Caring for Your Baby’s Teeth and Gums

baby looking at ceiling

Alpharetta, GA – Did you know it’s important to start caring for your baby’s teeth before they even come in? It’s true – even before the first tooth appears at the gumline, how you care for your baby’s mouth is crucial.

“Decay can set in even before the teeth erupt,” says Alpharetta children’s dentist Dr. Nanna Ariaban.

“Any time milk, formula or breastmilk come into contact with your child’s gums, the sugars in them can soak into the gums, affecting the teeth below.”

This is why it is important to wipe your baby’s gums after each feeding. Use a wet wash cloth or piece of gauze to gently wipe the surface clean.

Never send your baby to bed with a bottle. The sugar found in the formula, milk or juice can pool in the baby’s mouth overnight, setting in to the gums and attacking the teeth lying below the surface. When those teeth erupt, you might be surprised to find they already have decay. If your child falls asleep by soothing himself with a sucking reflex, give a bottle filled with water or a dentist approved pacifier.

For breastfeeding mothers, it is also important to wipe the baby’s gums after each feeding.

The first tooth typically appears around six months of age, but this can vary from child to child. By the child’s first birthday, it is important to schedule the baby’s first dental visit. You can also begin brushing with a small amount of infant toothpaste.

As your child begins to teeth, they may experience discomfort. The baby’s gums will be sore and he or she may be fussier than usual. To help relieve the pain, it can be helpful to offer the child a cold, clean teething object to chew on. If your child seems in a lot of pain, ask the dentist about an over-the-counter pain reliever that will work for your child’s age.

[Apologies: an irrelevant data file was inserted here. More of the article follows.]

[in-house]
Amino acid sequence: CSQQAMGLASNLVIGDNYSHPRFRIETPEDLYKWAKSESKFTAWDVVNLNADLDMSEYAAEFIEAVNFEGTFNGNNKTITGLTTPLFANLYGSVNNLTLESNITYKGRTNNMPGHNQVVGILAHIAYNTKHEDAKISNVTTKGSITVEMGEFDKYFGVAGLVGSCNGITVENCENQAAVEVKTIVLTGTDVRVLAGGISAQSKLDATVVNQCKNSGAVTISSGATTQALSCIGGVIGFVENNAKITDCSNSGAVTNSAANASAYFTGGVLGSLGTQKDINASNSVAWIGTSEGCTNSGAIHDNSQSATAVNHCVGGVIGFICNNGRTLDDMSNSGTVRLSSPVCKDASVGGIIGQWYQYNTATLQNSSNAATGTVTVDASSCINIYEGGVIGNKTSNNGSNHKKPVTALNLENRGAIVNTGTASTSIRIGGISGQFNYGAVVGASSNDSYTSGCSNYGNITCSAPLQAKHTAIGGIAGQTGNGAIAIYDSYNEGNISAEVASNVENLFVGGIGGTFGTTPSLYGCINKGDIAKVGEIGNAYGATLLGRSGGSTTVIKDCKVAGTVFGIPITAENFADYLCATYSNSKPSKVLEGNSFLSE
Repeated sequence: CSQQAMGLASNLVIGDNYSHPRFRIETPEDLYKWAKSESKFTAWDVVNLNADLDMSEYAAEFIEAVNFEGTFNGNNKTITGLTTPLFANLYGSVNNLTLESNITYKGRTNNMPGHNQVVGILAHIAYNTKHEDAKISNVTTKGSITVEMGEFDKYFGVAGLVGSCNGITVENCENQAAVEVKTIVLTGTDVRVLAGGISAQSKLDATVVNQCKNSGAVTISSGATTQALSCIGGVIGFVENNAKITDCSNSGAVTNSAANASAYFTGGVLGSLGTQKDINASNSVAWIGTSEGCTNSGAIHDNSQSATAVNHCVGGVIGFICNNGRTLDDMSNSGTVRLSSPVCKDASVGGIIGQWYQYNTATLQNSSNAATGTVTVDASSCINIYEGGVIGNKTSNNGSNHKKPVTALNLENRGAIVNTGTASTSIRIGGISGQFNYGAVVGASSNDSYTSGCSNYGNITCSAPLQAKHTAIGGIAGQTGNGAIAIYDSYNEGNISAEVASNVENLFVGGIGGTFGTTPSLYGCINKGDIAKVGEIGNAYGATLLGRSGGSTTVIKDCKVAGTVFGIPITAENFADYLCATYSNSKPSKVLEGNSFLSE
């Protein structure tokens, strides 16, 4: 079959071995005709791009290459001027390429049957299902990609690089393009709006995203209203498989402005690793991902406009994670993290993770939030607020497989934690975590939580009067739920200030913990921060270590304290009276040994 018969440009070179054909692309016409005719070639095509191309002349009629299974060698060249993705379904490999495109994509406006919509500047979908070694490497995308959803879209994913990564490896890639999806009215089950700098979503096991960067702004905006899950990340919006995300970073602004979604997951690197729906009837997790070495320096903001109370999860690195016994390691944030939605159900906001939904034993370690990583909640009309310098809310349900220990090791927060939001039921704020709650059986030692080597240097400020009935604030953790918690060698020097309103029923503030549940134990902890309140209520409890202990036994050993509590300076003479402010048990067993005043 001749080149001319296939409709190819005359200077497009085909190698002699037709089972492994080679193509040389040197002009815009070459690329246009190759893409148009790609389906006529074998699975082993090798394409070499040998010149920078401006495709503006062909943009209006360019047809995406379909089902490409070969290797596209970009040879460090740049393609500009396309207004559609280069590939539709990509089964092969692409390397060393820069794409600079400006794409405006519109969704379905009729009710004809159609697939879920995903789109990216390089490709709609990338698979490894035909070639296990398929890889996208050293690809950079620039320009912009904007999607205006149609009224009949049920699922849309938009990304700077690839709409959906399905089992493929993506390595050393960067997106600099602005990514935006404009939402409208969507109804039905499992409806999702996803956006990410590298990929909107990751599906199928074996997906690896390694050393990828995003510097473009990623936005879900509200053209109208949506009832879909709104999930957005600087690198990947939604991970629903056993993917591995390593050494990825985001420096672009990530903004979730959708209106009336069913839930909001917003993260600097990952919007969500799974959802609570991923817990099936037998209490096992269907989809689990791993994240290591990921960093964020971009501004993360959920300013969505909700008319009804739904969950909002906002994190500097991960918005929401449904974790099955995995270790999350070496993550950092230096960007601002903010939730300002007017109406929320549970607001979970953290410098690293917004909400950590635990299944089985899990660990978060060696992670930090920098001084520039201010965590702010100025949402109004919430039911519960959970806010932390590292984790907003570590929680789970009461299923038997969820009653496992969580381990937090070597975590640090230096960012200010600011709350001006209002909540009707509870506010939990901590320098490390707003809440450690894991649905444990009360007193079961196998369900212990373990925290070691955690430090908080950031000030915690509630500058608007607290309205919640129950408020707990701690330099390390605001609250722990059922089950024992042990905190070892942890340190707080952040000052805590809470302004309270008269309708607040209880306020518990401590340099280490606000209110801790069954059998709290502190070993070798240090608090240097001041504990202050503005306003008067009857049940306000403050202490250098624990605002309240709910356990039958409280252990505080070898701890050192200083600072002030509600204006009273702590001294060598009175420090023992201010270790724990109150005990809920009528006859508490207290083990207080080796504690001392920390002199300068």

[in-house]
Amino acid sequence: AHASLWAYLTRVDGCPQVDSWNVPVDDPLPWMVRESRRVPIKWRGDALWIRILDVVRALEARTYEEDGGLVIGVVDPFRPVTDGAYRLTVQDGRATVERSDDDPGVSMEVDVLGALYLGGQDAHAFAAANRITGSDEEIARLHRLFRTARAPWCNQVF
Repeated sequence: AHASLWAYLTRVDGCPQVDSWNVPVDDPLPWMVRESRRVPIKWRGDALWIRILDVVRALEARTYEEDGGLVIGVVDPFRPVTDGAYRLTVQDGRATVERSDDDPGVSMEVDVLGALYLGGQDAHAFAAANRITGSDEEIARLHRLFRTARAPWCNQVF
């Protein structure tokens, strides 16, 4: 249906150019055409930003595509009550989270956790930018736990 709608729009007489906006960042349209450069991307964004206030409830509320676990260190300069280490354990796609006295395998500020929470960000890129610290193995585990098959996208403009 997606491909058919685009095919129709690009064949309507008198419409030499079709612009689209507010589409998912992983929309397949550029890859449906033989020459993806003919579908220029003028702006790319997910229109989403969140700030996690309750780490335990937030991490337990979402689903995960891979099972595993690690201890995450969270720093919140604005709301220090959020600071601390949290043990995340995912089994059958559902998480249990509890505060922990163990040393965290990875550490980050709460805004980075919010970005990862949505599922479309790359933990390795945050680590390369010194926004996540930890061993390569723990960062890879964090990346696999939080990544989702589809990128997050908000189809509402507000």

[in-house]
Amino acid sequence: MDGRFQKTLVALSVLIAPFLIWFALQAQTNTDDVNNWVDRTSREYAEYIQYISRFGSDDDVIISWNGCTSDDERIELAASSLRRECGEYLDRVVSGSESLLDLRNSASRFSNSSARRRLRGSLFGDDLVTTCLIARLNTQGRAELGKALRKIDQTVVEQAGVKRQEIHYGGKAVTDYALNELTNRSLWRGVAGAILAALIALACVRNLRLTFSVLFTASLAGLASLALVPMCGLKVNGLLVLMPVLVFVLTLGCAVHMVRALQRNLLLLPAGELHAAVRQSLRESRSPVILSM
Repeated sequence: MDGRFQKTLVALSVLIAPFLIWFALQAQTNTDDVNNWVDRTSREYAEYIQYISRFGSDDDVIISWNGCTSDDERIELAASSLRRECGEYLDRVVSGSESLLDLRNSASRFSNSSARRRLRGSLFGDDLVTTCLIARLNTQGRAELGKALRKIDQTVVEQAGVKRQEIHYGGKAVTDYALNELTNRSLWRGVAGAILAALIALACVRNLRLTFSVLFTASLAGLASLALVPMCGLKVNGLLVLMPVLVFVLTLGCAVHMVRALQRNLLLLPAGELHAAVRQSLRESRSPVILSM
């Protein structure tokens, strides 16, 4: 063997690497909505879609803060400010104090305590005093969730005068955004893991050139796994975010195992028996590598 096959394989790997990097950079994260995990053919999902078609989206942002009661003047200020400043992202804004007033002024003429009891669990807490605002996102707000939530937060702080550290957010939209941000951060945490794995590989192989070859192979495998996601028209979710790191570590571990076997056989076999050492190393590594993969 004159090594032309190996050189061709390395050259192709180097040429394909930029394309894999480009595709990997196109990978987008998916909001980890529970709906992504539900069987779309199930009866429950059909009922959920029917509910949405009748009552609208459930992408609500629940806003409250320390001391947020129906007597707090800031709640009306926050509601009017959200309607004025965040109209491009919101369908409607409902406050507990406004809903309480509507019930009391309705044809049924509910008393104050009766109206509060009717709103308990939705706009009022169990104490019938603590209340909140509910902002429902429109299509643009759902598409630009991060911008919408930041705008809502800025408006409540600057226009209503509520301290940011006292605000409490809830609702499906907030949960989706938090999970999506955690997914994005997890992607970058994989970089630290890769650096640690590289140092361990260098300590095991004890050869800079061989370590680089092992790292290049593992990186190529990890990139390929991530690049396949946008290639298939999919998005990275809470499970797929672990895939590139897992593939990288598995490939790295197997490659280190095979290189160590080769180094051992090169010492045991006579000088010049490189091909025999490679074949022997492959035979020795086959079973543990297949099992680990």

When your child begins eating food, pay close attention to the sugar content. Many jarred baby foods have high sugar content, which can add to tooth decay. If you give your child juice, do so sparingly and always dilute it with water.

Tooth decay is the number one chronic childhood disease today.

Tooth decay can cause pain, which can lead to problems with chewing and speaking. And preventing tooth decay can begin before you ever even see a baby tooth. These teeth play an important role in your child’s oral health by acting as space holders for the permanent teeth, and ensuring your child can eat and speak properly

If you have questions about how to properly care for your baby’s teeth and gums, call Dr. Nanna’s office today. If you have a concern, schedule an appointment for your child today.

© 2019 Polkadot Pediatric Dentistry.  Authorization to post is granted, with the stipulation that Polkadot Pediatric Dentistry in Alpharetta, GA, is credited as sole source. 

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